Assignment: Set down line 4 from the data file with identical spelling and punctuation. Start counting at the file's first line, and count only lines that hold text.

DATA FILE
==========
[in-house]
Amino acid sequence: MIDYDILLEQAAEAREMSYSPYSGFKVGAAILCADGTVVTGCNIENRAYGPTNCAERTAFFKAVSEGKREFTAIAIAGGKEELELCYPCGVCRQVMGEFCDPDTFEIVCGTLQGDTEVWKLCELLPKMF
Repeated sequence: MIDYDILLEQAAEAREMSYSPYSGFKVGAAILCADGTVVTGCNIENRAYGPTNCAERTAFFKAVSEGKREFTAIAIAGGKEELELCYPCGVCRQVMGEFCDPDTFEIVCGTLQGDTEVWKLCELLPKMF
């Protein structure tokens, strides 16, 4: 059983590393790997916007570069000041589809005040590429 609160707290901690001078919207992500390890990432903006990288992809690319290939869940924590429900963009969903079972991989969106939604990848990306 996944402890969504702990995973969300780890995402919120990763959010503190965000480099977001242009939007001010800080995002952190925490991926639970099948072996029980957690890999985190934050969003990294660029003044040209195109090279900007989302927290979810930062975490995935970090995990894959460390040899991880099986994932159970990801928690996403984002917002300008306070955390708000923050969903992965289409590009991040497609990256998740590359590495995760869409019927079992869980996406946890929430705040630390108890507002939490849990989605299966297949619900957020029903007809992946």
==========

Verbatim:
């Protein structure tokens, strides 16, 4: 059983590393790997916007570069000041589809005040590429 609160707290901690001078919207992500390890990432903006990288992809690319290939869940924590429900963009969903079972991989969106939604990848990306 996944402890969504702990995973969300780890995402919120990763959010503190965000480099977001242009939007001010800080995002952190925490991926639970099948072996029980957690890999985190934050969003990294660029003044040209195109090279900007989302927290979810930062975490995935970090995990894959460390040899991880099986994932159970990801928690996403984002917002300008306070955390708000923050969903992965289409590009991040497609990256998740590359590495995760869409019927079992869980996406946890929430705040630390108890507002939490849990989605299966297949619900957020029903007809992946």